Image courtesy of City Fabrick.
A special screening of Citizen Jane: Battle for the City (2016), directed by journalist and documentarian Matt Tyrnauer, will take place at the Art Theatre Wednesday evening, followed by a Q&A with the director and an expert panel discussion.
Described as a David-and-Goliath battle between master builder Robert Moses and activist Jane Jacobs, the film portrays their “battles for the city” with Moses, who had the money, power and political influence to essentially pave over New York with highways and concrete-slab housing and Jacobs, author of "The Death and Life of Great American Cities" (1961) who fought long and hard to transform the way we look at cities, in a way that prioritizes the people living in them.
“Her real concept was about what constitutes a healthy city and at the time [...] when that book was written and even through the 60s and 70s, there were these really grand philosophies about what a city was and they didn’t really take into account the people or how they lived,” Jan van Dijs, who helped bring the documentary to Long Beach, told the Post. “It was more about this creating-architecture-as-a-monument and somehow the people were just going to have to fit into it. And I think philosophically it sounded great, but I think it was very elitist and it left people out.”
The documentary includes Jacobs fighting Moses’ plan to run an expressway through lower Manhattan, what would have been a devastating decision in retrospect to New York City’s rebirth, said van Dijs. Having grown up in New York, he said in the late 80s, a lot of people, albeit well-intentioned, thought tearing it down and rebuilding the city would solve its problems, socially and more, but that “that was not the solution.”
“My movie is about the power struggle between two people who each believed they were saving New York City, even though they had diametrically opposed points of view and methodologies,” Tyrnauer said during an interview with Architectural Digest.
Van Dijs, as a developer who has rehabilitated many a historic building locally has a personal investment in Long Beach’s growth and history architecturally, with the applicability of Citizen Jane: Battle for the City to a local level not lost on the prolific designer.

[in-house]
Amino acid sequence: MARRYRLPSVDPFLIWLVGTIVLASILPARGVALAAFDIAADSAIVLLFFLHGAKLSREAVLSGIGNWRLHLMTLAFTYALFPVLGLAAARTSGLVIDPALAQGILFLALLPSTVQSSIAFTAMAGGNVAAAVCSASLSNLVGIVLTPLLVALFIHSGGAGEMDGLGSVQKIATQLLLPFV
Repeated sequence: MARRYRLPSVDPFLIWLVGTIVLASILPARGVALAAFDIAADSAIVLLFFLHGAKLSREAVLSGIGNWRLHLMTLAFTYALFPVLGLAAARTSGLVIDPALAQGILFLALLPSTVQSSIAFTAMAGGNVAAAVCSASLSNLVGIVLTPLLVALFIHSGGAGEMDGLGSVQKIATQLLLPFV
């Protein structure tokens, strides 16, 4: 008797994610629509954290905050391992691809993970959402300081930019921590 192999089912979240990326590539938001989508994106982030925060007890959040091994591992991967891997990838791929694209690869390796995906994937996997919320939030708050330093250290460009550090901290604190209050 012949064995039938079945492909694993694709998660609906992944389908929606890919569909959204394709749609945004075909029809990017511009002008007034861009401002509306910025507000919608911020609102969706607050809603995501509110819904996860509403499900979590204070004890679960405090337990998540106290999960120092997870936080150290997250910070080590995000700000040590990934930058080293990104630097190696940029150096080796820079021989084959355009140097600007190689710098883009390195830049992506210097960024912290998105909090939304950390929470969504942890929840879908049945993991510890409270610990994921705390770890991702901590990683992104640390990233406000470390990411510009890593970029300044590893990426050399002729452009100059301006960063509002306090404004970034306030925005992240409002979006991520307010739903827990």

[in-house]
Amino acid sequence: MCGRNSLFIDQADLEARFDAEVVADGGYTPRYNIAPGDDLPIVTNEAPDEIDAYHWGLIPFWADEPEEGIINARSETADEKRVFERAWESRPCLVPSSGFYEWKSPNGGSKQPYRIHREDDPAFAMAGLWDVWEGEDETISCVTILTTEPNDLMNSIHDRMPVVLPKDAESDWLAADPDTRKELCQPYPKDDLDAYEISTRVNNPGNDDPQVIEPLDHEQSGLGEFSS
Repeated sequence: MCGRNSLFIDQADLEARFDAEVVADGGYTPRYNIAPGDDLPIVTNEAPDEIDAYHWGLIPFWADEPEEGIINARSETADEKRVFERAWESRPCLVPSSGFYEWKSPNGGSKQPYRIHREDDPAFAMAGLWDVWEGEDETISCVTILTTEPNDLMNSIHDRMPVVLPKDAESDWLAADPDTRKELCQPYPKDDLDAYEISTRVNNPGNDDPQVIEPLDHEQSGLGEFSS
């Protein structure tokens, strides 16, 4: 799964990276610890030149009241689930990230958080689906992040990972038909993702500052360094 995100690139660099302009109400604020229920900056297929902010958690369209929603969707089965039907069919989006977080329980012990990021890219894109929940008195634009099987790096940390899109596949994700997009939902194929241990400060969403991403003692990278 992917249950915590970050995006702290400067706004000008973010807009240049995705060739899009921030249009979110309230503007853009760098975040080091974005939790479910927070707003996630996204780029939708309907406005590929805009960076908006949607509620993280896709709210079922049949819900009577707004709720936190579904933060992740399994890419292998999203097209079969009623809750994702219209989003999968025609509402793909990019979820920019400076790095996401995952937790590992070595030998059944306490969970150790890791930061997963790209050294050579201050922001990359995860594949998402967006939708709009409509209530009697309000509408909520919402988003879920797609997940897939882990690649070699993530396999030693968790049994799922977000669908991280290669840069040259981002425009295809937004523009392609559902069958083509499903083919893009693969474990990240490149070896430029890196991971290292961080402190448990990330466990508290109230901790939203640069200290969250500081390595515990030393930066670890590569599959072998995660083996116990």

“I think she was the one that recognized the fact that these communities that people discount are actually very vibrant living amazing communities,” van Dijs said. “And I think that when you’re talking about Long Beach you kind of have a little bit of that same history here because we tore down so much of our historical buildings and fabric, always trying to build something bigger and better, and there’s an insecurity to that.”
Jacob’s activism seems all too topical today, as more and more developers look to Long Beach to build, as rents continue to climb, and its longtime residents fear displacement or have already been displaced. Last week, several community organizations picketed outside the World Trade Center demanding the attention of attendees of a conference aimed at developers who may bring their business to the city.
“And so Long Beach has been struggling to find who it is for so many years and the reality of the answer hasis always been here in front of us,” van Dijs continued. “We are who we are. We’re a diverse city, we’re a rich city, we’re a poor city. And until we embrace that concept of who Long Beach is we’re always going to be searching for something that doesn’t exist, and I think she was the first one to explain that in that book, really, really well.”
Sitting on the panel, a discussion to follow a Q&A session with the director, will be Steve Gerhardt representing Walk Long Beach, Michael Bohn representing both Studio One Eleven and the American Institute of Architects (AIA) and Chris Koontz, advance planning officer for the City of Long Beach. The event is also sponsored by City Fabrick and Altimeter Films.
Walk Long Beach recently organized the city’s first Jane’s Walk, a worldwide event inspired by the activist herself, when for about two weeks a series of neighborhood walks were hosted throughout the area. When Gerhardt shared the announcement in April, he mentioned the hope was to help residents get to know their surroundings and each other a bit better.
“The goal for us is to look at this film and look at someone who was an activist in creating or preserving cities for people and really analyzing how that works for us and how we can take lessons from that and apply it to the current and the future,” van Dijs said.
The purchase of a ticket includes the screening followed by a Q&A with the director, followed by the panel discussion. The event will take place Wednesday from 6:30PM to 9:30PM. For more information and to purchase tickets, visit the Facebook event page here.
The Art Theatre is located at 2025 East 4th Street.